Spring 2022 - IAT 222 D100

Interactive Arts (3)

Class Number: 2269

Delivery Method: In Person


  • Course Times + Location:

    Th 12:30 PM – 2:20 PM
    SRYC 3090, Surrey

  • Prerequisites:

    Completion of 21 units.



Introduces key concepts within contemporary digital art practices. Issues surrounding digital art will be explored through readings, the study of artworks, and the creation of their own artistic projects. Breadth-Humanities.


This course guides students to reflect upon issues relating to interactivity in the context of contemporary media art. Students will develop skills to recognize and create meaningful interventions applied to interactive art. The course highlights examples of contemporary art from a wide variety of media to expose students to the wide range of techniques, issues, and approaches evident in interactive art. Issues surrounding interactive digital art are explored through: 1) readings, 2) the study of artworks in a historical context and 3) in creating an original interactive artwork. Students learn to negotiate ongoing debates and artistic frameworks while developing their own approach to interactive art practice. This includes our relationship to contemporary experience including COVID, therefore we will be purposefully incorporating 'our life situations into how the course is delivered, designed and experienced by the student,.
Students will explore their own creativity within an artistic context by creating an interactive artwork. Students will learn various approaches that take context into consideration in order to generate and refinine relevant, innovative concepts to guide them through the creation of an original interactive art work. These creative techniques can easily be applied to other forms of creative endeavor and will help students refine their expressive potential regardless of their field.


By the end of this course, students should be able to:

  • identify and explain key works of interactive art
  • evaluate and analyze interactive art within its artistic, cultural and technological contexts
  • plan and implement rich and meaningful works of interactive art using a variety of different creative strategies
  • create compelling descriptions of their artistic vision and the technological requirements of their own works of art


  • Assignment #1 - Research Report (Individual) 10%
  • Assignment #2 - Research Report Response and Interaction Diagram (Individual) 15%
  • Assignment #3 - Reading Summaries + Discussion (Individual) 20%
  • Assignment #4 - Interactive Project (Team) 40%
  • Assignment #5 - Analysis on Interactive Project (Individual) 5%
  • Lecture and Lab Participation (Individual) 10%


* This is a draft of assignment and grade distribution; final assignments, grade distribution and due dates will be confirmed during the first week of class.

Delivery Method - Lecture and Lab Workshops

In the lecture, students will be introduced to different approaches to interactivity in contemporary art. Students will be expected to participate in lecture activities that may include small group discussions, presentations and/or sketching. The completion of in-lecture activities will count as part of your in-lecture participation marks.

Labs are organized as workshops. Each week students will engage in an exercise that is relevant to the weekly theme through different activities that may include small group discussions, presentations, interviews, performances, and individual sketches. Students may be required to bring different materials to the lab.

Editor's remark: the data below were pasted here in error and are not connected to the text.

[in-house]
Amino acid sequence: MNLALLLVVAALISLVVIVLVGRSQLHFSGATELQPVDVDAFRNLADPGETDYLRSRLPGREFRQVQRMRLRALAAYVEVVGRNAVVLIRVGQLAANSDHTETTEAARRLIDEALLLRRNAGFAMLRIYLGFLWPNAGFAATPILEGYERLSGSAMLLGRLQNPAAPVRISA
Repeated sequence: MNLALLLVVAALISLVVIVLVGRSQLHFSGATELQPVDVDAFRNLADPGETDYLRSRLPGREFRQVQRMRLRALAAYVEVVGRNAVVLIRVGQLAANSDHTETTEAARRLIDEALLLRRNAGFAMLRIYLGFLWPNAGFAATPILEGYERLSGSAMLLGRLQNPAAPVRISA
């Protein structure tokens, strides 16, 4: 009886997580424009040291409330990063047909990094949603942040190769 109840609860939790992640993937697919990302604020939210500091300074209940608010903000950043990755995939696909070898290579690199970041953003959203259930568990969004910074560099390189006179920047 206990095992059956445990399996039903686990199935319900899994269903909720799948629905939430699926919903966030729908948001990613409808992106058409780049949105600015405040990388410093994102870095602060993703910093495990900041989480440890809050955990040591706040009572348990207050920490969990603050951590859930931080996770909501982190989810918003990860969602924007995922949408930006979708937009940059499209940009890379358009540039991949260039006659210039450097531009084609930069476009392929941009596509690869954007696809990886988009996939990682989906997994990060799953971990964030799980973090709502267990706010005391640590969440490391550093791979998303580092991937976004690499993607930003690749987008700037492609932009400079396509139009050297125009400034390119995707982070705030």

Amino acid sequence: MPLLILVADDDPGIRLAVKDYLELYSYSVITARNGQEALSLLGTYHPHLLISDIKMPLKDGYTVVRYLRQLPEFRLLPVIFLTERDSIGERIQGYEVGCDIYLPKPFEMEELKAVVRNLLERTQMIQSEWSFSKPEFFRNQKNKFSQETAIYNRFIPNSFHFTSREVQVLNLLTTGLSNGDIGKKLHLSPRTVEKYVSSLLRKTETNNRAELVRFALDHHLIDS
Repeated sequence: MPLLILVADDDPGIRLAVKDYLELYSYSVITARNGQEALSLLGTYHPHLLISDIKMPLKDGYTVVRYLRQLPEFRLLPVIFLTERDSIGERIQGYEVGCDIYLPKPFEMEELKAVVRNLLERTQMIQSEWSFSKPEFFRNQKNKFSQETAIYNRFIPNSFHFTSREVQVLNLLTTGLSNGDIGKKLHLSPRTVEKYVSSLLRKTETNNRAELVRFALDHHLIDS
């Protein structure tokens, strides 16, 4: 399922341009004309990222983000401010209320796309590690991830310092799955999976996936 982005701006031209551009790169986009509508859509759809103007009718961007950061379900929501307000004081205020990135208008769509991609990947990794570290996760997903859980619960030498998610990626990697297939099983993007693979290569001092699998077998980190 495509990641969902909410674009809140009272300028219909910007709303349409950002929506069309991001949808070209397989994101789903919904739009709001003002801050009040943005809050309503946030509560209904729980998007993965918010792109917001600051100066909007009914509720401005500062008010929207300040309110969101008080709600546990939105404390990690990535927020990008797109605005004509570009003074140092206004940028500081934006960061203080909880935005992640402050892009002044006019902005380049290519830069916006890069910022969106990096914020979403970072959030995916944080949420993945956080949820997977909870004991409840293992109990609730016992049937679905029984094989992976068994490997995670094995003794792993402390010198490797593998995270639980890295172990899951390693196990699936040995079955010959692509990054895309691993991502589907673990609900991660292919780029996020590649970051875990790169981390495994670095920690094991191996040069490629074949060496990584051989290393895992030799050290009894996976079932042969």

Students are required to read the weekly readings before the lecture.

Students are required to source materials externally and independently for the construction of the Final Interactive Art Projects.



Required Materials:

  • weekly reading materials available through CANVAS
  • computer or smartphone for in-Lecture and in-Lab participation
  • sketchbook for in-Lab activities
  • externally sourced materials for the Final project Interactive Art Project

Registrar Notes:


SFU’s Academic Integrity web site http://www.sfu.ca/students/academicintegrity.html is filled with information on what is meant by academic dishonesty, where you can find resources to help with your studies and the consequences of cheating.  Check out the site for more information and videos that help explain the issues in plain English.

Each student is responsible for his or her conduct as it affects the University community.  Academic dishonesty, in whatever form, is ultimately destructive of the values of the University. Furthermore, it is unfair and discouraging to the majority of students who pursue their studies honestly. Scholarly integrity is required of all members of the University. http://www.sfu.ca/policies/gazette/student/s10-01.html


Teaching at SFU in spring 2022 will involve primarily in-person instruction, with safety plans in place.  Some courses will still be offered through remote methods, and if so, this will be clearly identified in the schedule of classes.  You will also know at enrollment whether remote course components will be “live” (synchronous) or at your own pace (asynchronous).

Enrolling in a course acknowledges that you are able to attend in whatever format is required.  You should not enroll in a course that is in-person if you are not able to return to campus, and should be aware that remote study may entail different modes of learning, interaction with your instructor, and ways of getting feedback on your work than may be the case for in-person classes.

Students with hidden or visible disabilities who may need class or exam accommodations, including in the context of remote learning, are advised to register with the SFU Centre for Accessible Learning (caladmin@sfu.ca or 778-782-3112) as early as possible in order to prepare for the spring 2022 term.